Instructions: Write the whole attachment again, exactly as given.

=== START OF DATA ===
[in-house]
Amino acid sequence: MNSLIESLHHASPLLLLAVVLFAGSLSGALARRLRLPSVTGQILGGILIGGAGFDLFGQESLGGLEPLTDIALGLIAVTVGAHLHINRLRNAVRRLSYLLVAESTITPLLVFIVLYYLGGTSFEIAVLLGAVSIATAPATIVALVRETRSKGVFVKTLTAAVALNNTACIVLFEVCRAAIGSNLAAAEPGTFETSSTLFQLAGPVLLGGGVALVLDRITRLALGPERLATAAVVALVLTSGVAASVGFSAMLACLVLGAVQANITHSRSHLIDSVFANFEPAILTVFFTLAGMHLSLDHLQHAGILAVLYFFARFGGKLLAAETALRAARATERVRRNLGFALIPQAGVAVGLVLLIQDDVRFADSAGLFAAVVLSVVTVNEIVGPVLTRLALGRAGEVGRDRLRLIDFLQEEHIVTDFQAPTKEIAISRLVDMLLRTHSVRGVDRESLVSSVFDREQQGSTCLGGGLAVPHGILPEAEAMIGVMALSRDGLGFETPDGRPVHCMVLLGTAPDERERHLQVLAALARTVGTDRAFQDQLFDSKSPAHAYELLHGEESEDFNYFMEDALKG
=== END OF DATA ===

[in-house]
Amino acid sequence: MNSLIESLHHASPLLLLAVVLFAGSLSGALARRLRLPSVTGQILGGILIGGAGFDLFGQESLGGLEPLTDIALGLIAVTVGAHLHINRLRNAVRRLSYLLVAESTITPLLVFIVLYYLGGTSFEIAVLLGAVSIATAPATIVALVRETRSKGVFVKTLTAAVALNNTACIVLFEVCRAAIGSNLAAAEPGTFETSSTLFQLAGPVLLGGGVALVLDRITRLALGPERLATAAVVALVLTSGVAASVGFSAMLACLVLGAVQANITHSRSHLIDSVFANFEPAILTVFFTLAGMHLSLDHLQHAGILAVLYFFARFGGKLLAAETALRAARATERVRRNLGFALIPQAGVAVGLVLLIQDDVRFADSAGLFAAVVLSVVTVNEIVGPVLTRLALGRAGEVGRDRLRLIDFLQEEHIVTDFQAPTKEIAISRLVDMLLRTHSVRGVDRESLVSSVFDREQQGSTCLGGGLAVPHGILPEAEAMIGVMALSRDGLGFETPDGRPVHCMVLLGTAPDERERHLQVLAALARTVGTDRAFQDQLFDSKSPAHAYELLHGEESEDFNYFMEDALKG